Printer Friendly

Diecasters project steady growth for '90s.

Diecasters Project Steady Growth for '90s

The North American diecasting industry is expected to show 4% growth in 1989, remain steady in 1990 and then produce solid growth in 1991, ranging from 8-9% for zinc-based alloy castings to 15% for aluminum.

Speaking before top industry executives at the annual meeting of the North American Die Casting Association, Larry G. Hayes, NADCA executive vice president, predicted that total industry sales in 1989--including the value of tooling, electroplating and other finishing processes--will total $8.08 billion, an increase of 4% over 1988. Actually, he admitted, the volume of shipments has dropped slightly during 1989, with sales growth being the result of higher prices for aluminum and zinc. He went on to point out a number of positive actions which bode well for the future of the industry.

"With improvements in technology and the resulting productivity gains," said Hayes, "domestic diecasters are more efficient than ever. The newly revitalized industry continues to make strides in regaining lost markets and developing new ones. Diecasting companies continue to build better and closer relationships with customers, as many customers seek single sourcing for complete components.

"Issues concerning energy, labor, advanced materials, materials substitution and international competition and trade continue to be at the forefront as domestic diecasting companies position themselves for the coming of EC 1992 and the further globalization of the economy," reported Hayes. Magnesium diecasting production in 1989 is estimated to be 16,400 tons, a 9.3% increase over 1988.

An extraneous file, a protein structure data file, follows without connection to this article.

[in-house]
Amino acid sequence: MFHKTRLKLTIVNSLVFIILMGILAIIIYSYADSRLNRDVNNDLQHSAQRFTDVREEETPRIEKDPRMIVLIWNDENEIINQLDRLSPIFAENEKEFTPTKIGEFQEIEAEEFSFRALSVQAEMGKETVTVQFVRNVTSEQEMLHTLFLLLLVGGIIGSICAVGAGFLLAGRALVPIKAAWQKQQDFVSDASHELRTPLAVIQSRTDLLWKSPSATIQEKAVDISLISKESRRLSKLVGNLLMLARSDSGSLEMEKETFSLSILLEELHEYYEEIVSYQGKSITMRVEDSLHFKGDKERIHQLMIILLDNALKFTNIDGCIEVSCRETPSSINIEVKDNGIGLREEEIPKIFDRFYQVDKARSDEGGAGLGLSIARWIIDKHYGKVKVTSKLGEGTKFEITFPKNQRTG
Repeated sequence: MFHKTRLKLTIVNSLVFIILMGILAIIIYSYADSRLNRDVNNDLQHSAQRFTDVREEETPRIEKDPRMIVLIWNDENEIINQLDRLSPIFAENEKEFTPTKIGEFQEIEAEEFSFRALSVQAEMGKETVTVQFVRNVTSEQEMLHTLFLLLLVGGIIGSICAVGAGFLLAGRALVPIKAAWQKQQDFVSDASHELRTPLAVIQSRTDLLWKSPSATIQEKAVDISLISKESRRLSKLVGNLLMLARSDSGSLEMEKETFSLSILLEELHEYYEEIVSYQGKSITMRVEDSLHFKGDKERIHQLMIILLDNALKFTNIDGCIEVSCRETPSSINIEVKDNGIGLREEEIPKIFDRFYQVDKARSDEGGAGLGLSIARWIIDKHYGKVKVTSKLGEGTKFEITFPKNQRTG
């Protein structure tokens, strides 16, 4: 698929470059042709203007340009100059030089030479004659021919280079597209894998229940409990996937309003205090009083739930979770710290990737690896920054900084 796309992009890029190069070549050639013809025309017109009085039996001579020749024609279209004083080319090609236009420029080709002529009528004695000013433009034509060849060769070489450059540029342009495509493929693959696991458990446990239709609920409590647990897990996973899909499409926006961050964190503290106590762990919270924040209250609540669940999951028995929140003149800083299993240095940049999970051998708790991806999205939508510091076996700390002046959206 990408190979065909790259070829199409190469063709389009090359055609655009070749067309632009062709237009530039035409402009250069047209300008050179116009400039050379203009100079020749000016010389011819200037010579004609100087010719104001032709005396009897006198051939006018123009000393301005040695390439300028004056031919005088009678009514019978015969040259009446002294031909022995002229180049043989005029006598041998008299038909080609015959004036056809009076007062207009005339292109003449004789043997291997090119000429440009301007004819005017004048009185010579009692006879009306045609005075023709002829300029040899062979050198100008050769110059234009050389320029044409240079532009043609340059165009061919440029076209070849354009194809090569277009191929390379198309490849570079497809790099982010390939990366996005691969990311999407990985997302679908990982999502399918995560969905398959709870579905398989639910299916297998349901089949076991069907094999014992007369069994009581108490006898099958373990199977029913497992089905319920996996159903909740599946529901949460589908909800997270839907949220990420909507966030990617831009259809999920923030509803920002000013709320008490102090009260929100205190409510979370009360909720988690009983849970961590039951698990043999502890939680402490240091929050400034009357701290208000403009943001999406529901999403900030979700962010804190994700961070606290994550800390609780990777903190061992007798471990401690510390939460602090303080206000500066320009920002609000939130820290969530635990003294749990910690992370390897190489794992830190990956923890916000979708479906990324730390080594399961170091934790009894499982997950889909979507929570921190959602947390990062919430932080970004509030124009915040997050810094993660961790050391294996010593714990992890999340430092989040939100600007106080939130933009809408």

These trends represented a mere fraction of the topics discussed by industry executives who gathered at St. Louis' Cervantes Convention Center, Oct 16-19, for the 15th International Die Casting Congress & Exposition and the first under the NADCA banner. The Show attracted more than 4000 attendees from diecasting operations located throughout North America and overseas. Some 190 companies and organizations--including AFS--participated as exhibitors during the four day meeting which used the theme "Gateway to the New Decade of Die Casting" as its rallying cry.

In addition to the Show, those present were offered an extensive technical program featuring 45 topics vital to those in diecasting. Among the subject areas covered were tools and tool materials, diecasting process monitoring and modeling, process engineering and application of statistical and nondestructive testing techniques.

Another highlight at this year's meeting was an all-day seminar intended for product designers and casting specifiers. The program reviewed the capabilities of advanced diecasting technology in aluminum, zinc, magnesium and the ZA alloys. Seminar participants also had the opportunity to hear General Motors' president Robert C. Stempel deliver an upbeat luncheon address on future prospects for the casting industry.

As part of his presentation, Stempel noted that GM sources 350 million lb of aluminum diecastings for about 40 suppliers annually, amounting to about $430 million of business each year. GM also is in the diecasting business with approximately 50% of the castings produced used in-house at Central Foundry, Hydramatic, AC Rochester and other divisions.